Ants use collective 'brainpower' to navigate obstacles

Ants use their numbers to overcome navigational challenges that are too large and disorienting to be tackled by any single individual, reports a new study in the open-access journal eLife.

Long-living tropical trees play outsized role in carbon storage

A group of trees that grow fast, live long lives and reproduce slowly account for the bulk of the biomass—and carbon storage—in some tropical rainforests, a team of scientists says in a paper published this week in the ...

River-groundwater hot spot for arsenic

Naturally occurring (geogenic) groundwater arsenic contamination is a problem of global significance, with noteworthy occurrences in large parts of the alluvial and deltaic aquifers in South and Southeast Asia. To address ...

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Computer simulation

A computer simulation, a computer model or a computational model is a computer program, or network of computers, that attempts to simulate an abstract model of a particular system. Computer simulations have become a useful part of mathematical modeling of many natural systems in physics (computational physics), chemistry and biology, human systems in economics, psychology, and social science and in the process of engineering new technology, to gain insight into the operation of those systems, or to observe their behavior.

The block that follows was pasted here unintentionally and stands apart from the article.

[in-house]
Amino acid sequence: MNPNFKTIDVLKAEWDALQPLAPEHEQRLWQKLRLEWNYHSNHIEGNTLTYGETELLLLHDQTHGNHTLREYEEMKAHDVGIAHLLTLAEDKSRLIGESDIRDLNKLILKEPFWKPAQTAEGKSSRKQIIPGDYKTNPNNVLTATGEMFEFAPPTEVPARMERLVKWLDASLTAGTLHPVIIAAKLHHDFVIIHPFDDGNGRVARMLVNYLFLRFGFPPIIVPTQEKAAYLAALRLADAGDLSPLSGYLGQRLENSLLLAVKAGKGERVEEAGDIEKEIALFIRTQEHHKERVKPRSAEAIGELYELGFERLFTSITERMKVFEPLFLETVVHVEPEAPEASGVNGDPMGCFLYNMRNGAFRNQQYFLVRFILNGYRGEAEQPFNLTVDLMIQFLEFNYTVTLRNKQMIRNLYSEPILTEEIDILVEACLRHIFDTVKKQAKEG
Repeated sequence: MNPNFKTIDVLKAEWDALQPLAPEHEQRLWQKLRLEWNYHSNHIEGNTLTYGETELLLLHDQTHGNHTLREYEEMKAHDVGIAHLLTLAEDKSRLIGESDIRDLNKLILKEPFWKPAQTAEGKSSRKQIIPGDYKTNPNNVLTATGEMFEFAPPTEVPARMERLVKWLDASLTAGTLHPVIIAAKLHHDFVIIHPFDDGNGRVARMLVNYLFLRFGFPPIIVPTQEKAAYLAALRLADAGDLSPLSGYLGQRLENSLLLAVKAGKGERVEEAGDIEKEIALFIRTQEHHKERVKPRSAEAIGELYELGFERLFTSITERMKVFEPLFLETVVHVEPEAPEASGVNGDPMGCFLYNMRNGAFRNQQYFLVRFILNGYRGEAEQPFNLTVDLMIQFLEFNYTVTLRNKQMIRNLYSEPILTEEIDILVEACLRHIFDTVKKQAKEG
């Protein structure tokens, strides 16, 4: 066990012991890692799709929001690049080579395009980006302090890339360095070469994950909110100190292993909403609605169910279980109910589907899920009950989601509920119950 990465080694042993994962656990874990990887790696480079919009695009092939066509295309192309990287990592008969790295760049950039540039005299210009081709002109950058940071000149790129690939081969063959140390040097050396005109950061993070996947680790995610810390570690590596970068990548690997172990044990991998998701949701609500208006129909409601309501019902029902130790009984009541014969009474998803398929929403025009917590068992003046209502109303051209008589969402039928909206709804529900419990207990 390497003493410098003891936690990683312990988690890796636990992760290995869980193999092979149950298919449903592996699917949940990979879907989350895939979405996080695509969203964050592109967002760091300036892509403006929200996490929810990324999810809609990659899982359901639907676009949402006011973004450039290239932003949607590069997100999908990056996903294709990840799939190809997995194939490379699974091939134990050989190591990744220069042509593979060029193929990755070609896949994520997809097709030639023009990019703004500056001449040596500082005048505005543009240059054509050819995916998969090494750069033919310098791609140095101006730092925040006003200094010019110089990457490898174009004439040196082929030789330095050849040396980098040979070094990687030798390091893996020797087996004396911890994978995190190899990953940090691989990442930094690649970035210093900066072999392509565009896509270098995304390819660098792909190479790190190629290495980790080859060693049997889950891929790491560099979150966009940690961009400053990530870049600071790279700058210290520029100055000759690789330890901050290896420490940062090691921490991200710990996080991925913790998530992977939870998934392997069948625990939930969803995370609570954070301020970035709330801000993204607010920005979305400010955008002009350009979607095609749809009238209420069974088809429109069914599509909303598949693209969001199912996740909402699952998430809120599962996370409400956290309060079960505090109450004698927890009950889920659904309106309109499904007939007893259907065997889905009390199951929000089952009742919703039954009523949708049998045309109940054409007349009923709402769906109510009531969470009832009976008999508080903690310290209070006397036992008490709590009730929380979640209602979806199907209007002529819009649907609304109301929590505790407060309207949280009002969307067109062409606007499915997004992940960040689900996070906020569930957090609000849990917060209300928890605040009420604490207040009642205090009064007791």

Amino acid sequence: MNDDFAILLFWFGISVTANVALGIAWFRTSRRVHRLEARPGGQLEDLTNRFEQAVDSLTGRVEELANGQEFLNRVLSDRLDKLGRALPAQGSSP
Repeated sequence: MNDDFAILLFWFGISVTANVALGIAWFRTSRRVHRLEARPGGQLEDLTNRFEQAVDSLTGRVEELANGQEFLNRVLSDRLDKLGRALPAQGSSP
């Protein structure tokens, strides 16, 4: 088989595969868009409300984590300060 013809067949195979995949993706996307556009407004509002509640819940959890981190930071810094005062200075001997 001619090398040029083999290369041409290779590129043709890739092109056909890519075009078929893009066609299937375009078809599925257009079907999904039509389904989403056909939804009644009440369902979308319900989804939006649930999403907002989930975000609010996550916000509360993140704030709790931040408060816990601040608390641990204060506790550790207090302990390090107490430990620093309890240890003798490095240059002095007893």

Computer simulations vary from computer programs that run a few minutes, to network-based groups of computers running for hours, to ongoing simulations that run for days. The scale of events being simulated by computer simulations has far exceeded anything possible (or perhaps even imaginable) using the traditional paper-and-pencil mathematical modeling: over 10 years ago, a desert-battle simulation, of one force invading another, involved the modeling of 66,239 tanks, trucks and other vehicles on simulated terrain around Kuwait, using multiple supercomputers in the DoD High Performance Computer Modernization Program; a 1-billion-atom model of material deformation (2002); a 2.64-million-atom model of the complex maker of protein in all organisms, a ribosome, in 2005; and the Blue Brain project at EPFL (Switzerland), began in May 2005, to create the first computer simulation of the entire human brain, right down to the molecular level.

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